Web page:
Improves contractor access to credit and underwriting efficiency
The XBRL US Surety Working Group announced today that standards have been used to successfully automate the collection of data for surety underwriting which historically has been a highly manual process. Automation addresses the challenge of how to consistently and accurately consume financial data from contractors into a surety’s financial database, helping to streamline contractor access to credit and increase underwriting efficiency.
Taking the lead on technical implementation of the standards for the industry, The Hartford, a provider of surety and fidelity bonds, tested the premise of using standards to transform their internal processes and systems. With standards, The Hartford automated the extraction of contractor Work-in-Process (WIP) data into their surety financial system. In parallel, Marcum LLP, an independent public accounting and advisory firm, has created computer-readable WIP reports using a spreadsheet add-in tool.
Previously, the Surety Working Group completed the first release of the WIP Taxonomy, a digital dictionary of terms describing reported values for costs, revenues and profits used to identify risks and determine contractor eligibility for surety bonds. The next step involved implementation of these standards to automate the data collection process which is described in The Hartford case study.
“Our traditional data collection method requires our staff to key data manually which can take from 20 minutes to 2 hours for a single WIP report,” said Rick Ciullo, chief operating officer of Hartford Bond. “Using data standards to automate data collection is an important step towards modernizing the surety industry, and improving the timeliness and accuracy of our underwriting services to contractors.”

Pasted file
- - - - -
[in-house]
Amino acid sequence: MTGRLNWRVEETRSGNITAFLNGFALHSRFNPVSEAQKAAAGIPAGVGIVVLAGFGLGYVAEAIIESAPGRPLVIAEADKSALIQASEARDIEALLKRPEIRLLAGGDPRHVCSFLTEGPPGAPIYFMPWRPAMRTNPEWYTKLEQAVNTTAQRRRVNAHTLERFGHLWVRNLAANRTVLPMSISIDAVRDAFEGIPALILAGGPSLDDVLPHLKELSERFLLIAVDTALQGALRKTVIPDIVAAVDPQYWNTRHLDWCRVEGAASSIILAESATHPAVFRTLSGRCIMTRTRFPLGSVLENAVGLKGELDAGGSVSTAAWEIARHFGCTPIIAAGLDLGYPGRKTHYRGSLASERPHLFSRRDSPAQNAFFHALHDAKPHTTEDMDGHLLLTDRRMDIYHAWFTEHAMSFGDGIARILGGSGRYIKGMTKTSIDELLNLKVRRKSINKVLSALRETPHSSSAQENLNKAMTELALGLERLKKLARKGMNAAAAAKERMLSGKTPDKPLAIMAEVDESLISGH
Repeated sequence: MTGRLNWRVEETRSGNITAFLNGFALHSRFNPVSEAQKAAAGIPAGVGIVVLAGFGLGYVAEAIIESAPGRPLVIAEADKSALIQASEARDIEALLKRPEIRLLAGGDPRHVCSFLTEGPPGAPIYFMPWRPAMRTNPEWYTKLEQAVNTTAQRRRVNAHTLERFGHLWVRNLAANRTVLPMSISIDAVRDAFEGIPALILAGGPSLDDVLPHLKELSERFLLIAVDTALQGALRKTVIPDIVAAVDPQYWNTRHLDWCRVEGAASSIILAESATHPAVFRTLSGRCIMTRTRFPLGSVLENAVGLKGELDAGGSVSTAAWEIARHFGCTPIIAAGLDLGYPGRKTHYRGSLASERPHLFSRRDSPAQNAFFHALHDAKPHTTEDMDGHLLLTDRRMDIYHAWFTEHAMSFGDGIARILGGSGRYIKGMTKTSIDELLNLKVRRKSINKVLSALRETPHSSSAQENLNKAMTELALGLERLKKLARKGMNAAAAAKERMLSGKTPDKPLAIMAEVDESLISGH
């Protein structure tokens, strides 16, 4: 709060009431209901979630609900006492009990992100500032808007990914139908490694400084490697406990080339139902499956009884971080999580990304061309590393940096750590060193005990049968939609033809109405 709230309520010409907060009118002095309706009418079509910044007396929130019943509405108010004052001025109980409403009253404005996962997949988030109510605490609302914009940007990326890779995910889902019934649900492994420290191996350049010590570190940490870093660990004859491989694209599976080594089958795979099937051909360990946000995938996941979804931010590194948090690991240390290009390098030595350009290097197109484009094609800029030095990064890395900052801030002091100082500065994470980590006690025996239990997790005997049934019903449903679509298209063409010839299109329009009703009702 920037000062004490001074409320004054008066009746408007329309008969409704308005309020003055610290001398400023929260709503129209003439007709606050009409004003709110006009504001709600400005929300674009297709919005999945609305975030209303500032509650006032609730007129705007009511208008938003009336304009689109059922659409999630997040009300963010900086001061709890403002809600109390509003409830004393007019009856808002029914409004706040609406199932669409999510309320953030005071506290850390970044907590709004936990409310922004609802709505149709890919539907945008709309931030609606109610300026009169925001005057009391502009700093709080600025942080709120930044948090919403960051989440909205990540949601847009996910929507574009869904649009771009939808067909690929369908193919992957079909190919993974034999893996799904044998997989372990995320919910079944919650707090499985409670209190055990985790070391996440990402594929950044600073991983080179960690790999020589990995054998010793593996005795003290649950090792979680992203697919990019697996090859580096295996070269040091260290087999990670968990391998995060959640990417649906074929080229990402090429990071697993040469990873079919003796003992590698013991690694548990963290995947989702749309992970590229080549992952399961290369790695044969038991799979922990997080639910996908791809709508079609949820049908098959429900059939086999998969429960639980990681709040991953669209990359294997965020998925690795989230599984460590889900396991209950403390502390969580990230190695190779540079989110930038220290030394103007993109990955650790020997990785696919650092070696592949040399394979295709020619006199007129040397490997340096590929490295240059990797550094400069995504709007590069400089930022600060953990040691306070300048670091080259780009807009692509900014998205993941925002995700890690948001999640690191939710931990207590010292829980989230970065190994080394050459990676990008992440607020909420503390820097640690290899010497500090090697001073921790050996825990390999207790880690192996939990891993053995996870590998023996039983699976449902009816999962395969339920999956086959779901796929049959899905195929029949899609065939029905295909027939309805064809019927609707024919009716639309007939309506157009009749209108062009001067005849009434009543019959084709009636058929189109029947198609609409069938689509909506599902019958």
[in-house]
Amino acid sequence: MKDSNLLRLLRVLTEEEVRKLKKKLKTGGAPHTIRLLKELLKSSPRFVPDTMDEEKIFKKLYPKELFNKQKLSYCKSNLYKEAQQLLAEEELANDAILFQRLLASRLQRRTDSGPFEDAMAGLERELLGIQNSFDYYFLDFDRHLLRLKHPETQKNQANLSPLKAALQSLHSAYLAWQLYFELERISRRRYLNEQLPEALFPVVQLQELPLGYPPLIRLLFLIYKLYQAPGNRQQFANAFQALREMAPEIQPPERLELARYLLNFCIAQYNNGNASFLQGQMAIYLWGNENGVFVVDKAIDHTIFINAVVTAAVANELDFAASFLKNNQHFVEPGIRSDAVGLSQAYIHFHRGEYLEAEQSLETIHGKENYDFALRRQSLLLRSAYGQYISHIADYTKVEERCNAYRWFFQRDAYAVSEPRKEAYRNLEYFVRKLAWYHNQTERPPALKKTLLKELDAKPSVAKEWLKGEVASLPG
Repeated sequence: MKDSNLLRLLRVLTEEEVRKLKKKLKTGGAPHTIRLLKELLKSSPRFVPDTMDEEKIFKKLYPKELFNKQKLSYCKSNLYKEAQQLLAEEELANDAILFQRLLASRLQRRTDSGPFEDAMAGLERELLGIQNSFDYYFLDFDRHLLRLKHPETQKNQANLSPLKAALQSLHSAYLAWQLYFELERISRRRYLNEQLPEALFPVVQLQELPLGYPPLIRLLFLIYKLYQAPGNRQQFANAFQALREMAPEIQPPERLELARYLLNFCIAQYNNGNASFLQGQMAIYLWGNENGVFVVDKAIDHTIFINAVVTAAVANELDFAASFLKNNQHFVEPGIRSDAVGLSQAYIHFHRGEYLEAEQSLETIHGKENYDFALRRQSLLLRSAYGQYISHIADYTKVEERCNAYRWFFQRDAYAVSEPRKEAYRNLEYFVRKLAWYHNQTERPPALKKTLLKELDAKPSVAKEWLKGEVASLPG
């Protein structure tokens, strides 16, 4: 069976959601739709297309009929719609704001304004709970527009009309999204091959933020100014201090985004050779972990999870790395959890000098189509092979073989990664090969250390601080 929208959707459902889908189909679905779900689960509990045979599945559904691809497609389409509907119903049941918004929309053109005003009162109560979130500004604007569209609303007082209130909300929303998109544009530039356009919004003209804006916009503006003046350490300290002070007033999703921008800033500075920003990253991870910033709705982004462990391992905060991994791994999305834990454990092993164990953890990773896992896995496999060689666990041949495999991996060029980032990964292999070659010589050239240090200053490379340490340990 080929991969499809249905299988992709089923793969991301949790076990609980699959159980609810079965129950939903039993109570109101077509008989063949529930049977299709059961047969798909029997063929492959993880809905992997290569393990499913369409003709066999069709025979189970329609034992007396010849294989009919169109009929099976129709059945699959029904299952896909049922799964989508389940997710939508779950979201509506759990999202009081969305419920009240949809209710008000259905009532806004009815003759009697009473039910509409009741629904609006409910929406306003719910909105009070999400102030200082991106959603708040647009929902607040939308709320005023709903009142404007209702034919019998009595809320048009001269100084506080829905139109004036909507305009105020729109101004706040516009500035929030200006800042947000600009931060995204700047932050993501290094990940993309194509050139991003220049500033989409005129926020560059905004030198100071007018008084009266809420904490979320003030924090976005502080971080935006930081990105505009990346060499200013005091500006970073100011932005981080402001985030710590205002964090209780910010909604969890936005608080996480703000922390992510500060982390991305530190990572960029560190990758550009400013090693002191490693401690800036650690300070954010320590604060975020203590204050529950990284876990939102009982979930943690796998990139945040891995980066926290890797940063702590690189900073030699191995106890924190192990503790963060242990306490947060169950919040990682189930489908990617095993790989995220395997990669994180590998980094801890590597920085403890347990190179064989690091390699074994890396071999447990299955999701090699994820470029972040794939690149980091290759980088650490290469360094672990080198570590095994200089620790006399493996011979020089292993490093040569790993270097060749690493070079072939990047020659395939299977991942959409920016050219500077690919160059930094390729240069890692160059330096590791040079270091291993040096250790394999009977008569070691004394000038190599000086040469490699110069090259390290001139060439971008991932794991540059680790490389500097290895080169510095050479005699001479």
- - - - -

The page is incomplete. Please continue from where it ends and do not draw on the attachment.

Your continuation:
Marcum LLP used a spreadsheet add-in tool from Altova, a software company specializing in tools for developers, to generate a computer-readable WIP report. The initial process took approximately five minutes to map the contractor report to the financial data standard. For subsequent WIP reports, there should be no additional work involved beyond what contractors and their accounting firms typically perform to create a WIP report as described in this case study.
“The spreadsheet add-in is a good tool for contractors and accounting firms that build their WIP reports in Excel, and it doesn’t require any technical knowledge to apply,” said James Wiedemann, Marcum LLP, “But we expect contractors will have many options to create standardized WIP reports going forward, including working with their existing reporting software tools. The goal of the Working Group is for contractors to use their existing process to generate an XBRL-formatted version of the WIP with no added work on their part.”
The next steps for the project include further engagement with software providers that work with contractors, bonding agents and sureties. Organizations that are interested in getting involved should contact the Surety Working Group at email@example.com.
Sponsoring organizations in the Working Group include AIG, The Hartford, Liberty Mutual Surety, Marcum LLP, the NASBP (National Association of Surety Bond Producers), Travelers, and Zurich Insurance. Participating organizations, serving as observers and advisors, include CFMA (Construction Financial Management Association of America), SFAA (The Surety & Fidelity Association of America) and the FASB (Financial Accounting Standards Board).